Old English or Anglo-Saxon Period (410-1066)
Historical Background of Anglo Saxon Period
The term “Anglo-Saxon” is used historically to describe the three Germanic tribes, Jutes, Angles, and Saxons, who ruled Britons, today’s Great Britain, from the 5th century CE to the time of the Norman Conquest (1066).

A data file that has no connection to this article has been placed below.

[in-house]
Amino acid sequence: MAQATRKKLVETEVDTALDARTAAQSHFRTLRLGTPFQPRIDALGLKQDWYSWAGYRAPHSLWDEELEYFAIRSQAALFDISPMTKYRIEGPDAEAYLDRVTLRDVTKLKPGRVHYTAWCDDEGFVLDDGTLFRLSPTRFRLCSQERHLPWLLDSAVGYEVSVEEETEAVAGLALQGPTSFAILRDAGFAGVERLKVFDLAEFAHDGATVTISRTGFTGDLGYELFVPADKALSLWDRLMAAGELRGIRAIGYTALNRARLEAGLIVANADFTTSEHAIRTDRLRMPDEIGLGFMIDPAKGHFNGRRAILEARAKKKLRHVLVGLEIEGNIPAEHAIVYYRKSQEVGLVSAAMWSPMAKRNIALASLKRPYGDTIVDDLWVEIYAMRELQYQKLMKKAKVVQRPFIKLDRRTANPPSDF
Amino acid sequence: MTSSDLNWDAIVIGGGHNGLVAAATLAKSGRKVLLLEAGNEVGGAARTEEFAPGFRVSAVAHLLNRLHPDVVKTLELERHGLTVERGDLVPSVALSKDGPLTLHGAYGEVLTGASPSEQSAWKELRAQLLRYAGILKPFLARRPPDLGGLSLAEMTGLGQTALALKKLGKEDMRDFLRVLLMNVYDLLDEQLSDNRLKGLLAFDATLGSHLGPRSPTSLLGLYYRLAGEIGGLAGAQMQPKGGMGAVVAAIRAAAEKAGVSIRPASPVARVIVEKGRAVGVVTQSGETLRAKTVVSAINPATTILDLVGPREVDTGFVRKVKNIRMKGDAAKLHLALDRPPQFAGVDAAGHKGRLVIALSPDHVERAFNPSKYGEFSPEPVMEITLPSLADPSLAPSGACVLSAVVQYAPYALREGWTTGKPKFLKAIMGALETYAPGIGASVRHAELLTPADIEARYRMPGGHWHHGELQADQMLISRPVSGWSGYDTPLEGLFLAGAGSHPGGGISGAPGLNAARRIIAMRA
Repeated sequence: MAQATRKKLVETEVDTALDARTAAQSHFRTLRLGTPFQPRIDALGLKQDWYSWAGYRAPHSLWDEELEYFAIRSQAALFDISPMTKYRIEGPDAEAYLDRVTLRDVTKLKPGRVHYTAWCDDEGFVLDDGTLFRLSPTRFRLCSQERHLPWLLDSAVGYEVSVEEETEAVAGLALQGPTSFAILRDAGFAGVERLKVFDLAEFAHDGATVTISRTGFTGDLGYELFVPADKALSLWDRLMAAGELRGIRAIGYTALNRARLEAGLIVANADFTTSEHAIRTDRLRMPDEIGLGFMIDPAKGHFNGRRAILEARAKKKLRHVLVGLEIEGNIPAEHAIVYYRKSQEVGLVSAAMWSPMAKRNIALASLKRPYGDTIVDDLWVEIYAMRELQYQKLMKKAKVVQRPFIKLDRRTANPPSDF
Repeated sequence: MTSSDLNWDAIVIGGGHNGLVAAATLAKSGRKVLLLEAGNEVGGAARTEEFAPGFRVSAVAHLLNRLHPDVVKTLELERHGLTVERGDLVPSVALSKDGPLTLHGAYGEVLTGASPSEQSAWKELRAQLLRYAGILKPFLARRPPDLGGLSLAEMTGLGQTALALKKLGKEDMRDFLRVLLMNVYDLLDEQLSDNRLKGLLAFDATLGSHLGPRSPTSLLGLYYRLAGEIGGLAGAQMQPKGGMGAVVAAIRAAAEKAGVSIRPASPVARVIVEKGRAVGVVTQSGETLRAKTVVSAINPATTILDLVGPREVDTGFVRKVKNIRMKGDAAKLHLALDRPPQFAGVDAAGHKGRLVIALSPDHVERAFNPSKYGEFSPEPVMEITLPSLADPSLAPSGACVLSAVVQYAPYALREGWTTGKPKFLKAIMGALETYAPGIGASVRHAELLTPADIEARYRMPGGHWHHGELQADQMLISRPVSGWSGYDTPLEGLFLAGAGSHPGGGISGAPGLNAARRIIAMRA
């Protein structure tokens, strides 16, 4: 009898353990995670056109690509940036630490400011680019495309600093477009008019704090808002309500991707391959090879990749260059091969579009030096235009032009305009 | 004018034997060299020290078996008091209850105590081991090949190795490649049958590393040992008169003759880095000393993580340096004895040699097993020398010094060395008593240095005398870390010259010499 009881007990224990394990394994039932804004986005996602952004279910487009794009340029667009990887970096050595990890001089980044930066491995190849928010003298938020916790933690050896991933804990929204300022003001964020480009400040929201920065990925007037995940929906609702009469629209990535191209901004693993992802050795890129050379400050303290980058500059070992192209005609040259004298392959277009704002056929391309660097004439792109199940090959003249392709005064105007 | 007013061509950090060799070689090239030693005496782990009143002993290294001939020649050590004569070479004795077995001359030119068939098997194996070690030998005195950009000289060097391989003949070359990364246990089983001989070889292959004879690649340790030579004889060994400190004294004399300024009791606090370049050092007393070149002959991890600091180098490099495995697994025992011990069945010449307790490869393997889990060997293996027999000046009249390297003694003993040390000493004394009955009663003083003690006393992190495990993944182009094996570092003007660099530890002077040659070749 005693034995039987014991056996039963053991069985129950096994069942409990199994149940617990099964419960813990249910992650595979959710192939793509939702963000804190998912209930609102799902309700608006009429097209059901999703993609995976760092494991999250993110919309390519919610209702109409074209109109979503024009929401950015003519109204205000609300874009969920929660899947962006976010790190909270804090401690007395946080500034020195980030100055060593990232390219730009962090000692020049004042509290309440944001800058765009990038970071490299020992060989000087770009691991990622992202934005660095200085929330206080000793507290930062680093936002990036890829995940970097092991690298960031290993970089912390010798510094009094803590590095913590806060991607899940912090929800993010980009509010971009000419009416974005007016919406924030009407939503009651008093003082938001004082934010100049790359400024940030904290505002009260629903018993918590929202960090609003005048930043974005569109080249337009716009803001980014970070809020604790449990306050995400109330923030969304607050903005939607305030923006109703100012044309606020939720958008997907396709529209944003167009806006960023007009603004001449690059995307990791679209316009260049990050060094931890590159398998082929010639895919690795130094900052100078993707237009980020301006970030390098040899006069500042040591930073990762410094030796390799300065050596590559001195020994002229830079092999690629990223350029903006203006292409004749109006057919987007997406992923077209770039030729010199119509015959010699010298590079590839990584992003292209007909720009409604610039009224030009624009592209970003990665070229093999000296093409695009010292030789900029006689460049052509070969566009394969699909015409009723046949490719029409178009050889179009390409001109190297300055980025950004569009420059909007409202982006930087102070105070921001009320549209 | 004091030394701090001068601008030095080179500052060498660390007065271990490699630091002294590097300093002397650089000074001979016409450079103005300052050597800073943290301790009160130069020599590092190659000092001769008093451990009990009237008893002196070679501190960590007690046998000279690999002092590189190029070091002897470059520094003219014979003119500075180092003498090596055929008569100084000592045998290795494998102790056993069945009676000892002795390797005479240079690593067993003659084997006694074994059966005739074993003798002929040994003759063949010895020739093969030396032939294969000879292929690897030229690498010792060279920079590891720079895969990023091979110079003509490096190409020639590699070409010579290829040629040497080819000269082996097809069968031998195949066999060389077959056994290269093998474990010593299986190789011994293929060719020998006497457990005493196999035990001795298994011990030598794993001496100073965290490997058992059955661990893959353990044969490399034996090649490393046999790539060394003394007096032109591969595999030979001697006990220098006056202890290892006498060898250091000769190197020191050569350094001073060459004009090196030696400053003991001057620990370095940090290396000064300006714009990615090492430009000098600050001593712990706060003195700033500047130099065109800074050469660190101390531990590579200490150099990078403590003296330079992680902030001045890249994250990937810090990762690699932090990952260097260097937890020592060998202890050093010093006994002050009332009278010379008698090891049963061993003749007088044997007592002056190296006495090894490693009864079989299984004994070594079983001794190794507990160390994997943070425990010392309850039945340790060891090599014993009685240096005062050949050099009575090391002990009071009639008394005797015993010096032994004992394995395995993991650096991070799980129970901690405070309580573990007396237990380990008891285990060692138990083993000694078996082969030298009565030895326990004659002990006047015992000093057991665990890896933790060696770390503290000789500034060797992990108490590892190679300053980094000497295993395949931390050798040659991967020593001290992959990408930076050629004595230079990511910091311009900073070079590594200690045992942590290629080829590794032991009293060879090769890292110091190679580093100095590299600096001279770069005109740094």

The Anglo-Saxon respected scholar St. Bede in his great book called “Ecclesiastical History of the English People” has mentioned that three different Germanic tribes such as the Angles, Saxons, and Jutes came from northern Germany to the island of Britain in the 5th century, 410 CE, because after the departure of the Romans, the Britons suffered much from plundering raids of Picts and Scotti that is why the contemporary ruler of Britons named “Vortigern” invited them to defend his kingdom against the invasions of the Picts and Scotti, today’s Ireland and Scotland. They defended the Britons but turned against Vortigern and took control over the country and divided the country into eight kingdoms. The Saxons controlled the southern part of England dividing it into three kingdoms such as Essex, Sussex, and Wessex. The Jutes took the southeast part and named the kingdom Kent. And the Angles took over control of the northern and central parts of the country and divided them into four kingdoms such as East Anglia, Middle Anglia, Mercia, and Northumbria.